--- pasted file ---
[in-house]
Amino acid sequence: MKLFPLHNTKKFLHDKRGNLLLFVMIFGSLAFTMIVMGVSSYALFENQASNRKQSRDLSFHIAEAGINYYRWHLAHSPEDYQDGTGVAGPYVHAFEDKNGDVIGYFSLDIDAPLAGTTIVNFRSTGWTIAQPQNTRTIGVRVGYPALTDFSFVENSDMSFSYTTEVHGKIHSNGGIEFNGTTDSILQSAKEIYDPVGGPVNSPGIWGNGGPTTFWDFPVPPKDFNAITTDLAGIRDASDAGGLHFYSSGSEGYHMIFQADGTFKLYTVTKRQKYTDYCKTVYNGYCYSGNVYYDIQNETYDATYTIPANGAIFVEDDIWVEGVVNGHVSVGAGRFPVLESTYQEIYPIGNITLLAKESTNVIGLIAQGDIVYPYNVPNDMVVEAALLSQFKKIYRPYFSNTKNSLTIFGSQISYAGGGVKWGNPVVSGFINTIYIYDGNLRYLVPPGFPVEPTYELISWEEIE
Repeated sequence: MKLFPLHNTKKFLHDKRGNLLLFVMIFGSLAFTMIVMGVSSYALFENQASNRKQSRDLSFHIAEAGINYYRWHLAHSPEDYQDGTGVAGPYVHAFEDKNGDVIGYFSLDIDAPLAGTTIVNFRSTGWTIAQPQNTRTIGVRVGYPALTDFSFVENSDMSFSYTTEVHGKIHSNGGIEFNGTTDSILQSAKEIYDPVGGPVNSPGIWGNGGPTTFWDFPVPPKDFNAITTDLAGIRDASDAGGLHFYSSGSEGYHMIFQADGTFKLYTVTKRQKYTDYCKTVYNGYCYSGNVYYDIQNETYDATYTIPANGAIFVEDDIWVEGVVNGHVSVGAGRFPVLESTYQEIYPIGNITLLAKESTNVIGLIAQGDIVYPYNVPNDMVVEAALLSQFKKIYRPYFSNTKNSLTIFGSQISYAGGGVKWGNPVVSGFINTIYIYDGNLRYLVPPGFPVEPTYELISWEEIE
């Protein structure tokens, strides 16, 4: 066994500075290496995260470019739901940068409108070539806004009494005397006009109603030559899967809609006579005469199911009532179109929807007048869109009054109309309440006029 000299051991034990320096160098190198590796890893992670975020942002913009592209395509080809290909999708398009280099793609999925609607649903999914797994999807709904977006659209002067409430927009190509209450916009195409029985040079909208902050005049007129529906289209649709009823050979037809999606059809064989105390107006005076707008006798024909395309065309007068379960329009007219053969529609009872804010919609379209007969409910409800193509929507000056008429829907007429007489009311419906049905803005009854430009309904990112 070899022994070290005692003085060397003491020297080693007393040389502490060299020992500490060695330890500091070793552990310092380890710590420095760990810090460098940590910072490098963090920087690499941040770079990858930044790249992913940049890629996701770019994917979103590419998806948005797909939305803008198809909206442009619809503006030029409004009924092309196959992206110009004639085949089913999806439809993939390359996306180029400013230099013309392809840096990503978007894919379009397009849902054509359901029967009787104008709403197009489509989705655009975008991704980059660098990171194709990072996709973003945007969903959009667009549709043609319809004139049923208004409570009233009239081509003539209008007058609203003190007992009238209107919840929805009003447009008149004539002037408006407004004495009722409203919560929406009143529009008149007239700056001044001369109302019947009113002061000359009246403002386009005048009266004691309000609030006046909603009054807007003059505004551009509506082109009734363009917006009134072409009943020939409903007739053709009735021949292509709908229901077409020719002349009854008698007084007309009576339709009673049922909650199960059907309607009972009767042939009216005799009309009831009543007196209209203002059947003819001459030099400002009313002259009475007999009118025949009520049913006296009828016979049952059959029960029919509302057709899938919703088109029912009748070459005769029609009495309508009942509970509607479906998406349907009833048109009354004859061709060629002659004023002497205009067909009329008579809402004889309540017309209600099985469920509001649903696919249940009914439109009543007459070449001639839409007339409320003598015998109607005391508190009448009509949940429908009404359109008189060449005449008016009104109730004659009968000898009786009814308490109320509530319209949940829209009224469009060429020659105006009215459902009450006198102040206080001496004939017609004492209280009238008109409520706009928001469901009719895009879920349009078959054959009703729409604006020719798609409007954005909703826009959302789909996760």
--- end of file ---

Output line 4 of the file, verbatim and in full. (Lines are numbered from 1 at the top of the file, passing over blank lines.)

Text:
């Protein structure tokens, strides 16, 4: 066994500075290496995260470019739901940068409108070539806004009494005397006009109603030559899967809609006579005469199911009532179109929807007048869109009054109309309440006029 000299051991034990320096160098190198590796890893992670975020942002913009592209395509080809290909999708398009280099793609999925609607649903999914797994999807709904977006659209002067409430927009190509209450916009195409029985040079909208902050005049007129529906289209649709009823050979037809999606059809064989105390107006005076707008006798024909395309065309007068379960329009007219053969529609009872804010919609379209007969409910409800193509929507000056008429829907007429007489009311419906049905803005009854430009309904990112 070899022994070290005692003085060397003491020297080693007393040389502490060299020992500490060695330890500091070793552990310092380890710590420095760990810090460098940590910072490098963090920087690499941040770079990858930044790249992913940049890629996701770019994917979103590419998806948005797909939305803008198809909206442009619809503006030029409004009924092309196959992206110009004639085949089913999806439809993939390359996306180029400013230099013309392809840096990503978007894919379009397009849902054509359901029967009787104008709403197009489509989705655009975008991704980059660098990171194709990072996709973003945007969903959009667009549709043609319809004139049923208004409570009233009239081509003539209008007058609203003190007992009238209107919840929805009003447009008149004539002037408006407004004495009722409203919560929406009143529009008149007239700056001044001369109302019947009113002061000359009246403002386009005048009266004691309000609030006046909603009054807007003059505004551009509506082109009734363009917006009134072409009943020939409903007739053709009735021949292509709908229901077409020719002349009854008698007084007309009576339709009673049922909650199960059907309607009972009767042939009216005799009309009831009543007196209209203002059947003819001459030099400002009313002259009475007999009118025949009520049913006296009828016979049952059959029960029919509302057709899938919703088109029912009748070459005769029609009495309508009942509970509607479906998406349907009833048109009354004859061709060629002659004023002497205009067909009329008579809402004889309540017309209600099985469920509001649903696919249940009914439109009543007459070449001639839409007339409320003598015998109607005391508190009448009509949940429908009404359109008189060449005449008016009104109730004659009968000898009786009814308490109320509530319209949940829209009224469009060429020659105006009215459902009450006198102040206080001496004939017609004492209280009238008109409520706009928001469901009719895009879920349009078959054959009703729409604006020719798609409007954005909703826009959302789909996760």